Grapevine: Sharing his passion

Developer, shopping mall pioneer and philanthropist David Azrieli not only shares his wealth, but also his hobby.

■ REAL ESTATE developer, shopping mall pioneer and philanthropist David Azrieli not only shares his wealth, but also his hobby.
Azrieli is a passionate art collector with some very impressive items in his collection, several of which he gave on loan to the Haifa Museum of Art under the title “A Personal View.” Azrieli has been collecting art for the best part of four decades and has some 350 works, mostly by Israeli artists and Jewish artists from elsewhere whose works were created in the first half of the 20th century. At the opening of the exhibition that was attended by Haifa Mayor Yona Yahav, Azrieli, 88 and still spry, said that it represented the closing of a circle.
Azrieli fled his native Poland during the Second World War and arrived in what was then Palestine towards the end of 1942. He studied architecture at the Haifa Technion from 1943 to 1946, and in 1948 fought in the War of Independence. In 1954, he moved to Montreal, where he established a construction company through which he made his fortune. However, he did not lose the connection with Israel and has invested heavily in business enterprises and through the Azrieli Foundation supports a number of causes and institutions.
■ NO MATTER how well connected or wealthy someone may be, there is no guarantee against tragedy. It strikes everywhere regardless of creed, color, race or nationality. Although it may take different forms, it is in fact the common denominator of all humanity.
Some people allow themselves to be overwhelmed by tragedy.
Others use it as a vehicle to promote a cause and to help the less fortunate. Zohar Yakobson, who is the agent and spokesperson for some of Israel’s leading entertainers, has chosen the latter option. Yakobson and her husband, Jacob, in 2009 lost their vibrant and talented 25-year-old daughter Tal to cancer.
Tal was studying Chinese and alternative medicine and wanted so much to help other people. The Yakobsons have joined forces with the Sheba Medical Center at Tel Hashomer to create the Tal Center for Integrative Medicine which will combine the best of classic cancer treatments with Chinese medicine, homeopathy, naturopathy and body and soul treatment. This week entertainers Alon Neuman, Tzofit Grant and Dalik Wolinitz got together with Dr. Yair Maimon for a photo shoot in advance of an International Congress on Chinese Medicine that opens at the Givatayim Theater on February 27. The three entertainers will participate in a Tal Yakobson memorial panel discussion on the benefits of Chinese medicine.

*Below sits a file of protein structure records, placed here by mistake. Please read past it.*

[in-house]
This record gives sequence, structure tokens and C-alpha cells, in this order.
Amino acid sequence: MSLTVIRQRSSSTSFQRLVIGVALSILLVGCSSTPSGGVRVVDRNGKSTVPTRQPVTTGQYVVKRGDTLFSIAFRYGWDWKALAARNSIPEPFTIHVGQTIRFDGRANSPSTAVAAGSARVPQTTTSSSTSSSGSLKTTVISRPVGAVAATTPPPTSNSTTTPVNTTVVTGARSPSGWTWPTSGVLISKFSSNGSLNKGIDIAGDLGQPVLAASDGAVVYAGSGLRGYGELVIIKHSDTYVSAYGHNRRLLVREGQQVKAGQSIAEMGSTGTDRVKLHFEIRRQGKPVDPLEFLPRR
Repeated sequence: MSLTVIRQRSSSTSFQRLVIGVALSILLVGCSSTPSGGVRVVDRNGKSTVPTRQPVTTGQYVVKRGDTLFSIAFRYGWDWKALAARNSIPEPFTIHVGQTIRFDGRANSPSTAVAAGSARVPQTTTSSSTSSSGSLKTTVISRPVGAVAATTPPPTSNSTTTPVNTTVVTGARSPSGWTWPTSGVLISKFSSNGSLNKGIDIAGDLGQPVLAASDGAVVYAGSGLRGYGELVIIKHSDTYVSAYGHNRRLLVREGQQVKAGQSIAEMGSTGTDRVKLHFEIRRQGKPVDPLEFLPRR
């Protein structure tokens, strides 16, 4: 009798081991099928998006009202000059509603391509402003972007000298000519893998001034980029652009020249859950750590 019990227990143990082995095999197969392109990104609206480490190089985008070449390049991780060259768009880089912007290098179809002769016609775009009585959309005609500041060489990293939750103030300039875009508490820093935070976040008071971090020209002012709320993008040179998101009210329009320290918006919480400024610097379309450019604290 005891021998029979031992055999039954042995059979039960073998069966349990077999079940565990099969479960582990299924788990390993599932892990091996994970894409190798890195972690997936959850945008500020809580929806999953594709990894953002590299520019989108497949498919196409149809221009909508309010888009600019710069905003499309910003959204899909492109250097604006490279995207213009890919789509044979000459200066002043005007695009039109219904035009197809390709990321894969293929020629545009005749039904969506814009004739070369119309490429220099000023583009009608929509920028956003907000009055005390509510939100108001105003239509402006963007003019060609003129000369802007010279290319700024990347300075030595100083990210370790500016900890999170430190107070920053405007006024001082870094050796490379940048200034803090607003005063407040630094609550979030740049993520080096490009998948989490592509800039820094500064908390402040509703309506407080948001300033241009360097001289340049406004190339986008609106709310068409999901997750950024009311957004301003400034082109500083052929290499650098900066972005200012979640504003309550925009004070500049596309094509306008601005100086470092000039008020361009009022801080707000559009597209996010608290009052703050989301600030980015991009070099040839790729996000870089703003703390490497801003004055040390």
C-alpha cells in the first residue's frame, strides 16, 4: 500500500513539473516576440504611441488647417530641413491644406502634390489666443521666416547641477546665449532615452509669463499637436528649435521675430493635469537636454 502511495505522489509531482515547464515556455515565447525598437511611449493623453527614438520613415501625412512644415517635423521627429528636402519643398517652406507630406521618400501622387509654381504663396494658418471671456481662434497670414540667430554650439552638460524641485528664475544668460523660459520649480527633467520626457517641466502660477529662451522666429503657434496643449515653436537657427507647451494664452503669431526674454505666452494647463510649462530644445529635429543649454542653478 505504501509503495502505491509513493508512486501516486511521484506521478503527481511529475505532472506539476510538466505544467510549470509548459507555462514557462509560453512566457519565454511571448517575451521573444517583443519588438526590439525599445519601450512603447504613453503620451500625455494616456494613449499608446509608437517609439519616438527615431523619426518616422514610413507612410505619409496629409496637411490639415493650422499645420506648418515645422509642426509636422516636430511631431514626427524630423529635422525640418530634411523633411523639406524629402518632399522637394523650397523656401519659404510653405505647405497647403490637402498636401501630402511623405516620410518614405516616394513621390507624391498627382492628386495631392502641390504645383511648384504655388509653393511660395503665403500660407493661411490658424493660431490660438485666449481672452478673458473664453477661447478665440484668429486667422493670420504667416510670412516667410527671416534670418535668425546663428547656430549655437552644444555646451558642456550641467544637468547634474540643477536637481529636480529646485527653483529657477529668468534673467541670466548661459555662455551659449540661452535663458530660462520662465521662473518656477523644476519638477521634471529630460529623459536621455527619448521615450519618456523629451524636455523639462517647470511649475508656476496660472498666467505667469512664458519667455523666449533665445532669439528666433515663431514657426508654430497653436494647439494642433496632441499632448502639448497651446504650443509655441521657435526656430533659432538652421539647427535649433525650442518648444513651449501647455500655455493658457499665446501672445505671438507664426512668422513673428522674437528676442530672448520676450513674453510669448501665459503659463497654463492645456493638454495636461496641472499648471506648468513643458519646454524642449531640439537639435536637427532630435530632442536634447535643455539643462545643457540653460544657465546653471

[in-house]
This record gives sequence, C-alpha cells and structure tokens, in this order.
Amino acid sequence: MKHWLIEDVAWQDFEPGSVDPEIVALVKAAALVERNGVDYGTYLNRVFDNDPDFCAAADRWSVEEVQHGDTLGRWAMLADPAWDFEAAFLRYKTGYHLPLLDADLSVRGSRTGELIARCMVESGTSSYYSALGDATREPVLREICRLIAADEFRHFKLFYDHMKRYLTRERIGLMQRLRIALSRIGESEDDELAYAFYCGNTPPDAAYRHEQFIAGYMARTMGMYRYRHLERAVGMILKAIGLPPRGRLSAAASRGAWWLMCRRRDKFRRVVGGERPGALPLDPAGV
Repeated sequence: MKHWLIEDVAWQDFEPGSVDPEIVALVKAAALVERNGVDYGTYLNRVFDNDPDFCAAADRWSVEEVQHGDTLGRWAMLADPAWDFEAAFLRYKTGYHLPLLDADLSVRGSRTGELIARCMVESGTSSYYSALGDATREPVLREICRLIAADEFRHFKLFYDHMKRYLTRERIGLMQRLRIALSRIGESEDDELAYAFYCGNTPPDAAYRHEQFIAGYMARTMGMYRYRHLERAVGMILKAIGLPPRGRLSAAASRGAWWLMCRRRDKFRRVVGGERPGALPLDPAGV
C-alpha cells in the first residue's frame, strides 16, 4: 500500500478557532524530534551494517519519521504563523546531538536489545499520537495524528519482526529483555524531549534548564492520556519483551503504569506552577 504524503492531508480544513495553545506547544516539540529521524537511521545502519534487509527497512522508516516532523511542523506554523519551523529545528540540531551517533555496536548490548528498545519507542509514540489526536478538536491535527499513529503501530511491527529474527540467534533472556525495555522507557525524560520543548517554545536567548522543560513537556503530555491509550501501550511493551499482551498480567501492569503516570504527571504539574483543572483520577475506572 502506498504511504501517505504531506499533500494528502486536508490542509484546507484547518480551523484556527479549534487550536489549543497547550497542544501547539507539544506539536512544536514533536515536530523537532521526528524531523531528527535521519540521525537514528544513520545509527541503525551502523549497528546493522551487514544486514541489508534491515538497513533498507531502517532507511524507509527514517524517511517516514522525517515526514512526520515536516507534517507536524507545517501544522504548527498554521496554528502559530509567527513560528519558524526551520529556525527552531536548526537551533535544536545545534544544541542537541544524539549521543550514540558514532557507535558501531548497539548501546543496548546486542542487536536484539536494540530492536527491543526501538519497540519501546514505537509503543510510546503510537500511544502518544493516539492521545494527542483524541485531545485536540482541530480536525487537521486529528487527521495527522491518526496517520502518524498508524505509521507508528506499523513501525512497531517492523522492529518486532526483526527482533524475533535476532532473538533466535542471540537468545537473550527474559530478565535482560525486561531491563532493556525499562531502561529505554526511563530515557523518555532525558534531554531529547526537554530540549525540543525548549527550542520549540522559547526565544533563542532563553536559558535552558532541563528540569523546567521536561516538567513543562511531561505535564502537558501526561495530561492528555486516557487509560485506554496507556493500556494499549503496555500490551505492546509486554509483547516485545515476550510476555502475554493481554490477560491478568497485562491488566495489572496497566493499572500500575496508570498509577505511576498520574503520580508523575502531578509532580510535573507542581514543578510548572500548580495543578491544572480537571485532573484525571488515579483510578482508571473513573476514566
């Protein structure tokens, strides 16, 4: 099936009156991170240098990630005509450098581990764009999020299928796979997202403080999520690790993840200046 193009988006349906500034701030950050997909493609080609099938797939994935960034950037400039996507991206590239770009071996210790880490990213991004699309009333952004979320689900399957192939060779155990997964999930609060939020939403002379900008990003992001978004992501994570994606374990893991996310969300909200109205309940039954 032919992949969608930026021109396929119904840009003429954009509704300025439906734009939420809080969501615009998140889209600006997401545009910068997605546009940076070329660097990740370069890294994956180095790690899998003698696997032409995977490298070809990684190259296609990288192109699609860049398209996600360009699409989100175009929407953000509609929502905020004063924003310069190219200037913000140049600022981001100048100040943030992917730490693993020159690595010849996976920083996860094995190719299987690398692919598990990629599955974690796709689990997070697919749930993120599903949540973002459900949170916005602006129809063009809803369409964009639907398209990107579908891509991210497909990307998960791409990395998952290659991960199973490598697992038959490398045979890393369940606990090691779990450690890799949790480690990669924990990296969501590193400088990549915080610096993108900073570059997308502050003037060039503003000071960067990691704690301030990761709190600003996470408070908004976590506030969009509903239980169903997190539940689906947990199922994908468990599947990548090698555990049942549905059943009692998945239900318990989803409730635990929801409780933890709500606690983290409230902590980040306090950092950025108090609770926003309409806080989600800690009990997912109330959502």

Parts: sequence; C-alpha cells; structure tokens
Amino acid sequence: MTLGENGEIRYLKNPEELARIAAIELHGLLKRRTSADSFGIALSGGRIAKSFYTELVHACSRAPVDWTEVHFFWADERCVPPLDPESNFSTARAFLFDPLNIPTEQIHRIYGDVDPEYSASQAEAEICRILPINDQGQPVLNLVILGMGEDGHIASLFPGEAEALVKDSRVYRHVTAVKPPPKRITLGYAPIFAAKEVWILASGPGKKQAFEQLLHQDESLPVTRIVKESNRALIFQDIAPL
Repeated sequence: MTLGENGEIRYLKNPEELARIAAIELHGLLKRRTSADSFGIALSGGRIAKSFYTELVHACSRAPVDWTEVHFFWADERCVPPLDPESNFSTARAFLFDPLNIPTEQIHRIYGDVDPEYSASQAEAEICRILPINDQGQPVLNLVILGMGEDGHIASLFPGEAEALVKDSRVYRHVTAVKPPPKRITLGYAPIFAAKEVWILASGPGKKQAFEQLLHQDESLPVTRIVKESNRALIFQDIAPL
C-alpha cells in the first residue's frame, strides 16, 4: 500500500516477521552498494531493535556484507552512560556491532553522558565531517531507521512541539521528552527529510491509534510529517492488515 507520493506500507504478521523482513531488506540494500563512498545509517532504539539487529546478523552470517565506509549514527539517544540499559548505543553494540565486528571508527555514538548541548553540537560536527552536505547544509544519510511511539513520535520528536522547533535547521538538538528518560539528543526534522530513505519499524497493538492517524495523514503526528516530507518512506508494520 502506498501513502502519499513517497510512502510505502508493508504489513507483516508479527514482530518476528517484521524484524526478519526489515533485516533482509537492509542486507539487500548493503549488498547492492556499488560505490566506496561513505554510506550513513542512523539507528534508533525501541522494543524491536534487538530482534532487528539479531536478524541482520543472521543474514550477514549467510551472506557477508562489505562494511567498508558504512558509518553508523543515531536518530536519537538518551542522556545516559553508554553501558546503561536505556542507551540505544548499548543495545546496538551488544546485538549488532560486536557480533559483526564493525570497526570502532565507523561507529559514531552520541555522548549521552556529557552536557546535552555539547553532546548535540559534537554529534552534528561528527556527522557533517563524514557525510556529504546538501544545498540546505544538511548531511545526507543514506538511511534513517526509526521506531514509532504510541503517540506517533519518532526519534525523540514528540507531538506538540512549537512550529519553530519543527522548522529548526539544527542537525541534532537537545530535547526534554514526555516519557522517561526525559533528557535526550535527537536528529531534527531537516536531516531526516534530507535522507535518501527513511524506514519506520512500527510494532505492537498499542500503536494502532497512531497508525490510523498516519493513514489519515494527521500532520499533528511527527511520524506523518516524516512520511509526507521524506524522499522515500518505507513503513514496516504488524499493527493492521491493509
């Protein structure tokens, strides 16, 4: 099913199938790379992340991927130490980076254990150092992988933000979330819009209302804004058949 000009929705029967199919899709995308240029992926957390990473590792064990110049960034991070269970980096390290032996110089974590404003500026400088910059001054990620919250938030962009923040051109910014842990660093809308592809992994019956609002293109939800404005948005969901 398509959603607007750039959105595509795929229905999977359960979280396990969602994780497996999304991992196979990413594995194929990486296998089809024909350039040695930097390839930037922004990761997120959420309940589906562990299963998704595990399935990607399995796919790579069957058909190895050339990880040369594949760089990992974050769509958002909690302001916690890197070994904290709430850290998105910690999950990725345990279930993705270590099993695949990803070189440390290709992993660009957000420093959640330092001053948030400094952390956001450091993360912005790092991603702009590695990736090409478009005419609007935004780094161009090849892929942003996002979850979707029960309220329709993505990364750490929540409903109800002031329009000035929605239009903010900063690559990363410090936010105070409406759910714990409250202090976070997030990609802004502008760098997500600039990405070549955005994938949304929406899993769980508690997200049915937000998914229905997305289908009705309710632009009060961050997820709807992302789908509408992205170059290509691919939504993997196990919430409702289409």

■ CHAIRMAN EMERITUS and founder of BrightSource Energy, Inc. Arnold Goldman has been named by the Eilat-Eilot Renewable Energy Initiative as this year’s recipient of the Lifelong Contribution to Sustainable Energy Award. BrightSource Energy, headquartered in Oakland, California, is a developer of utility scale solar thermal power plants. Goldman, who is also the founder of Luz International Ltd. and served as its CEO, said that he was thrilled to have his lifelong pursuit of renewable energy solutions recognized by the EEREI, but refused to accept the honor for himself alone. “This honor is to be shared with the extraordinarily talented and passionate members of the Luz International and BrightSource Energy teams, whose hard work has resulted in viable renewable energy technologies that are changing the way the world produces energy,” he said. BrightSource Energy’s Solar Energy Development Center in Israel is located in the Negev.
■ ALTHOUGH LEYVIK House in the heart of Tel Aviv is primarily dedicated to the promotion of Yiddish culture in its various forms, today’s lecture will be in neither Yiddish nor Hebrew. Lecturers at Leyvik House who are interested in Yiddish, but are not sufficiently fluent in the language, often resort to Hebrew, sometimes with a smattering of Russian because there are so many native Russian speakers who are hungry for Yiddish cultural roots.
This time, however, the lecture will be in English and will be delivered by Bracha Weingrod, the translator of The Yiddish Family Cookbook, which was first published in Yiddish in 1914. The lecture begins at 11 a.m. Entry fee is NIS 30. Participants in the event will be able to purchase copies of the book. Weingrod has embellished on the original Dos Familien Koch Buch by including photographs and documents relating to Jewish life in America in the early years of the 20th century.